Speedweeks changes on way

DAYTONA BEACH, Fla. — Speedweeks is facing a significant shakeup.

The Daytona 500 is scheduled for Valentine’s Day in 2021, a week earlier than usual and putting NASCAR’s version of the Super Bowl seven days after the actual Super Bowl.

The revised date could cause changes to Speedweeks, the opening stretch of stock car racing at Daytona International Speedway that includes run-up events like Daytona 500 pole qualifying, the exhibition Busch Clash and the ARCA Series opener.

It could ultimately lead to “Speedweek,” singular. Cramming everything into one week seems like the obvious outcome, which would eliminate two “dark days” at the track between pole qualifying and Daytona 500 practice and help shorten a long, tiring regular season that drivers and crews have been complaining about for years.

But the allure of spending two weeks in Florida, where drivers often can be spotted various tourist spots, still has an appeal for some.

“I’d miss it,” driver Austin Dillon said Wednesday during Daytona 500 media day. “I like being down here for this long. I enjoy this week. I think it’s a great start to our season.”

NASCAR also could simply run its Daytona 500 lead-in events a day earlier to avoid having anything on Super Bowl Sunday. Of course, that would still leave NASCAR vying for attention in the shadow of the dominant NFL finale.

Tweaking Speedweeks would be the first hint of an anticipated overhaul to NASCAR’s 2021 schedule. The sanctioning body has said it won’t shy away from trying new venues while heeding calls from fans and drivers to visit more short tracks and dirt tracks.

“I don’t mind them starting a week earlier,” said defending Daytona 500 winner Denny Hamlin, a graduate of Manchester High School. “I think the schedule changes, things like that they’ve made, have definitely made things better.”

Retiring Johnson thinking ahead to 2021

Jimmie Johnson has eyes on a possible IndyCar ride. And Formula One. Sports cars, mountain bikes, off-road racing, downhill skiing, just about any mode of transport that goes fast.

Just don’t expect the seven-time Cup champion to make his 2021 plans any time soon.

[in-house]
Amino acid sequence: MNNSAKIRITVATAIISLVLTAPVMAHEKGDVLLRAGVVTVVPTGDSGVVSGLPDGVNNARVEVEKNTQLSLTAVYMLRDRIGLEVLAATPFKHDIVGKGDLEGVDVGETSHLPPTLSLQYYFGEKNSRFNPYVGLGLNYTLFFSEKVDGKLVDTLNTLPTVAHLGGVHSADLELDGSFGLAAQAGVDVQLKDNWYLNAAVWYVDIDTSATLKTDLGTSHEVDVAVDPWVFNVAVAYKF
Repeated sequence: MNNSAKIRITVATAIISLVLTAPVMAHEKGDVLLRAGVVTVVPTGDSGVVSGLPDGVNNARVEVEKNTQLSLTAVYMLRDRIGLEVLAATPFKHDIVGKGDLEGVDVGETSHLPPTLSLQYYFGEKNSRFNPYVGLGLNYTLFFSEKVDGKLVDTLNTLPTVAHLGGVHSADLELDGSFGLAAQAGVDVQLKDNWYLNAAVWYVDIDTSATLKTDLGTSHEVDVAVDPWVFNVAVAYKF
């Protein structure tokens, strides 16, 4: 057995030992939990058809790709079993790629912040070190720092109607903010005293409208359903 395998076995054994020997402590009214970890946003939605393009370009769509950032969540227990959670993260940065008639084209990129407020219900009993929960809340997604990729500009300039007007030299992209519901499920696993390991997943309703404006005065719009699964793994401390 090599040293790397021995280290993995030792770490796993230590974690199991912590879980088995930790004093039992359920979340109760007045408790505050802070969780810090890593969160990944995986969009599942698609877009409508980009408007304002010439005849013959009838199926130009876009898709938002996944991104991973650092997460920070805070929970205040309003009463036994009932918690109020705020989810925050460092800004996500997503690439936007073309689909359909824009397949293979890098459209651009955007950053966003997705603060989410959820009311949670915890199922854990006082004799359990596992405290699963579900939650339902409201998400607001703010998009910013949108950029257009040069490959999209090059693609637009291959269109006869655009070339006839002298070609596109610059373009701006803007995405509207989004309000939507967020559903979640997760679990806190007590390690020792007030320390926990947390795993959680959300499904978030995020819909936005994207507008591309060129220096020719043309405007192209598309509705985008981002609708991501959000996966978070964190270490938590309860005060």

Like anyone headed into a retirement, as loose as that definition may be with Johnson, he is taking his time deciding what he wants to do in the second half of his life.

But he definitely has options.

“There hasn’t been any specific plans thrown at me, but I’ve had everything from sanctioning bodies to team owners far and wide” reach out, Johnson said Wednesday at Daytona 500 media day.

Johnson has long expressed a desire to test his mettle in other series. But each time he’s spotted puttering around other tracks — like this week’s visit to an IndyCar test in Texas — fans and pundits think they know how the future will shake out.

“I don’t have anything planned,” Johnson, 44, said. “It’s just kind of hanging out, looking around, seeing what it’s like and seeing what develops as the year goes on.”

Johnson also said “when the time is right” he will give his input on who replaces him in the No. 48 Chevrolet.

Corey LaJoie presented Rick Hendrick with a handwritten letter stating his case to replace Johnson. Hendrick Motorsports teammate Chase Elliott said other drivers have yet to pitch Johnson about taking the seat.

“Those aren’t conversations I don’t think you have a whole lot with other drivers or friends much,” Elliott said.

Peace at Penske?

There appears to be public peace between Team Penske teammates Joey Logano and Brad Keselowski.

Keselowski was furious at his teammate and accused Logano of throwing unnecessary blocks that triggered one of the two wrecks in the final nine laps of the Busch Clash.

“We shouldn’t be wrecking all these cars,” Keselowski said. “You’d think these guys would be smarter than that. It’s the same thing over and over, somebody throws a stupid block that’s never going to work and wrecks half the field.”

Logano said he talked with Keselowski and the two former Cup champions smoothed over their differences.

“I had no clue. I was like, ‘Hey, what are you mad about?’ Let’s talk about it,’” Logano said. “I just explained my side of the story. You know how it is, you get out of the car, you’re frustrated, you’re mad. Your emotions are running high, you haven’t watched anything and they stick a microphone in your like this and tell you, ‘What happened out there?’”

Keselowski said he wanted to keep his conversation with Logano private, and that “I’ve said what I wanted to say.”

Hamlin on ‘safe side’

with helicopters

Denny Hamlin has a helipad at his house and travels by helicopter for recreational purposes. He also estimated that using a private plane for Cup travel allowed him to save the equivalent of an extra full week at home.

But the death of Kobe Bryant and others last month in a helicopter crash and last year’s scare when Dale Earnhardt Jr. and his family escaped a plane in flames following a crash has given him pause.

“It certainly makes you think and second-guess your choices,” Hamlin said. “Kobe and those guys have been doing it for a very long time. I have a lot of faith in the people in the aviation department. Look at a lot of the crashes that have happened, a most of them have been human error or bad choices that have been made. We always try to hedge on the safe side when it comes to conditions and things like that. It’s so unfortunate, but these things happen.”

— The Associated Press

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